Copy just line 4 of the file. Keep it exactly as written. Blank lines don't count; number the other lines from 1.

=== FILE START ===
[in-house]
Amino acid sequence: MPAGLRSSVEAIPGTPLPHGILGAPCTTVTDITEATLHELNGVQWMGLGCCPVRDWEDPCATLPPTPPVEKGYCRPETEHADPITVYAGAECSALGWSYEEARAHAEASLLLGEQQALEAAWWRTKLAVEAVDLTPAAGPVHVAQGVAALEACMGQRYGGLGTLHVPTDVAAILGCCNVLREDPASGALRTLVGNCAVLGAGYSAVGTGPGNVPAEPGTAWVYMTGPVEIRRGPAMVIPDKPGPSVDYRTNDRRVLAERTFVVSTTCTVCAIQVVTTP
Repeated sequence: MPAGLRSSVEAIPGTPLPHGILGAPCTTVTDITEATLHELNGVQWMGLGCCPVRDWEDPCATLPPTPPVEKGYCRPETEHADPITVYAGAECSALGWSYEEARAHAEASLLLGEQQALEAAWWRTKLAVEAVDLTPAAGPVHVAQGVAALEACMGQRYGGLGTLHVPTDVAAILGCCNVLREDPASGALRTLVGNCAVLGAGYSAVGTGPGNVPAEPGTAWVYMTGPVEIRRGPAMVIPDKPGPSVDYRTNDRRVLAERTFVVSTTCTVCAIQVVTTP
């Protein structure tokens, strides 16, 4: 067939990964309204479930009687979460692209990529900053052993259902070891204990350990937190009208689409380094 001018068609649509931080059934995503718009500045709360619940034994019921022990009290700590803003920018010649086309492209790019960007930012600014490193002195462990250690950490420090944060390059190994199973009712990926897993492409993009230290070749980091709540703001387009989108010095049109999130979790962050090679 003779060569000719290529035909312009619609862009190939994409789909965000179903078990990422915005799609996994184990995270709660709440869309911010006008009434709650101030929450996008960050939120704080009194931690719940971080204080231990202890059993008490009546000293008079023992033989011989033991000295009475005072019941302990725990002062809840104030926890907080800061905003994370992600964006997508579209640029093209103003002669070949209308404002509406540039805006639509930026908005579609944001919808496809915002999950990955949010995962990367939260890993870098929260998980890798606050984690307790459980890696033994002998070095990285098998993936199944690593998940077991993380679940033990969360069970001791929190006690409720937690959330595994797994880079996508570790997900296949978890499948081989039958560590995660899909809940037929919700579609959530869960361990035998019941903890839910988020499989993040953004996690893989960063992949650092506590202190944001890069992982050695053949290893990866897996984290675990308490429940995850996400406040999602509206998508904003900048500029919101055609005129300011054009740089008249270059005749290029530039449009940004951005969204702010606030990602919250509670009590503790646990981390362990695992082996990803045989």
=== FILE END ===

């Protein structure tokens, strides 16, 4: 067939990964309204479930009687979460692209990529900053052993259902070891204990350990937190009208689409380094 001018068609649509931080059934995503718009500045709360619940034994019921022990009290700590803003920018010649086309492209790019960007930012600014490193002195462990250690950490420090944060390059190994199973009712990926897993492409993009230290070749980091709540703001387009989108010095049109999130979790962050090679 003779060569000719290529035909312009619609862009190939994409789909965000179903078990990422915005799609996994184990995270709660709440869309911010006008009434709650101030929450996008960050939120704080009194931690719940971080204080231990202890059993008490009546000293008079023992033989011989033991000295009475005072019941302990725990002062809840104030926890907080800061905003994370992600964006997508579209640029093209103003002669070949209308404002509406540039805006639509930026908005579609944001919808496809915002999950990955949010995962990367939260890993870098929260998980890798606050984690307790459980890696033994002998070095990285098998993936199944690593998940077991993380679940033990969360069970001791929190006690409720937690959330595994797994880079996508570790997900296949978890499948081989039958560590995660899909809940037929919700579609959530869960361990035998019941903890839910988020499989993040953004996690893989960063992949650092506590202190944001890069992982050695053949290893990866897996984290675990308490429940995850996400406040999602509206998508904003900048500029919101055609005129300011054009740089008249270059005749290029530039449009940004951005969204702010606030990602919250509670009590503790646990981390362990695992082996990803045989």